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A History of Splinting: To Understand the Present, View the Past

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This Hand Research article was written by Elaine Ewing Fess, MS, OTR, FAOTA, CHT (Zionsville, Indiana) and published at JOURNAL OF HAND THERAPY. 2002;15:97–132

The article discusses the use of sophisticated splints for treating upper extremity problems. These include a variety of splints designed to support paralyzed arms, provide shoulder movement, prevent rotation, assist with elbow and wrist flexion, and address specific conditions like Dupuytren’s disease. The article also explores the historical development of splinting techniques and the role they played in orthopedic care. Additionally, it highlights the contributions of surgeons like Hugh Owen Thomas and Alessandro Codivilla in advancing the field of splinting and rehabilitation. The use of plaster of Paris as a popular immobilization medium for fractures is also mentioned. Enjoy reading the full story!

Discover the Fascinating History of Splints and Fixators Throughout history, various civilizations have utilized splints and fixators to address physical discomfort and aid in the immobilization of injured body parts.
In ancient Egypt, splints made from leaves, reeds, bamboo, and bark padded with linen were used as early as ancient times to treat fractures. Even mummified remains have been found wearing splints, highlighting their importance.
Hippocrates, the renowned Greek physician, employed splints, compresses, and bandaging techniques to immobilize fractures. In his time, splints were gutter-shaped split stalks of large plants, wrapped in wool or linen, worn separately.
As advancements continued, ancient Rome witnessed the introduction of metal strips in splints for better stabilization.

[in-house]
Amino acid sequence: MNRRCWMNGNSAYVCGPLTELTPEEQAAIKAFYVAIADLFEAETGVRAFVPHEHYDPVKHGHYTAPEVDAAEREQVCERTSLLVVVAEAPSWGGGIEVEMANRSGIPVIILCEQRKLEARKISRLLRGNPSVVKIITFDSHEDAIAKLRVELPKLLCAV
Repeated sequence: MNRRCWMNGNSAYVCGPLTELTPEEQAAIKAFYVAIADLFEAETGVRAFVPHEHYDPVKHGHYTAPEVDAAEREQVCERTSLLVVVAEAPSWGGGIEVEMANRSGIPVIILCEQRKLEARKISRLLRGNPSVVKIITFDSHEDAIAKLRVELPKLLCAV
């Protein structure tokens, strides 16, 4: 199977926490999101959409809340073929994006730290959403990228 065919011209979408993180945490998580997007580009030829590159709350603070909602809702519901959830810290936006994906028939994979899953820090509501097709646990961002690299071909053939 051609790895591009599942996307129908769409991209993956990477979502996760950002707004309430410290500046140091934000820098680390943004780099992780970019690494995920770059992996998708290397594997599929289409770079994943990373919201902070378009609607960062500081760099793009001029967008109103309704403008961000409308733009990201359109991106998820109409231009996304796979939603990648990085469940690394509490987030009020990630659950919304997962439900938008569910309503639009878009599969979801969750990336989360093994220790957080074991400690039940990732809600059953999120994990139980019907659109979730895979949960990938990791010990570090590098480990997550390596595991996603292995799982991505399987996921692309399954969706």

During the medieval period, materials such as palm-branch ribs and cane halves were used for splinting, accompanied by plaster-like substances.
With the introduction of gunpowder in combat, armor makers turned to brace fabrication. Metal splints, known as “appliances for crooked arms,” were used to treat joint contractures.
The first one-page splint manual, assembled by surgeon Hieronymus Fabricius in 1592, showcased illustrated armor-based splints for treating contractures throughout the body. Mechanics and brace fabrication evolved in France and England from the 1750s to the 1850s.
Custom braces and splints were designed by surgeons collaborating closely with their preferred appliance makers.
Plaster of Paris, initially introduced in Persia, gained acceptance in Europe and America in the mid-1800s as a suitable immobilization material.
The relationship between surgeons and appliance makers became competitive, with the two parties diverging into independent factions. Both disciplines attracted talented individuals dedicated to improving brace fabrication techniques.
It’s truly remarkable to witness the evolution of splints and fixators throughout history as they have played a vital role in supporting the healing process.
To learn more about this captivating journey, please follow the link below to read the complete article.
We hope you find this exploration into the history of splints and fixators fascinating.
Stay tuned for more educational content and information about our selection of splints at our store.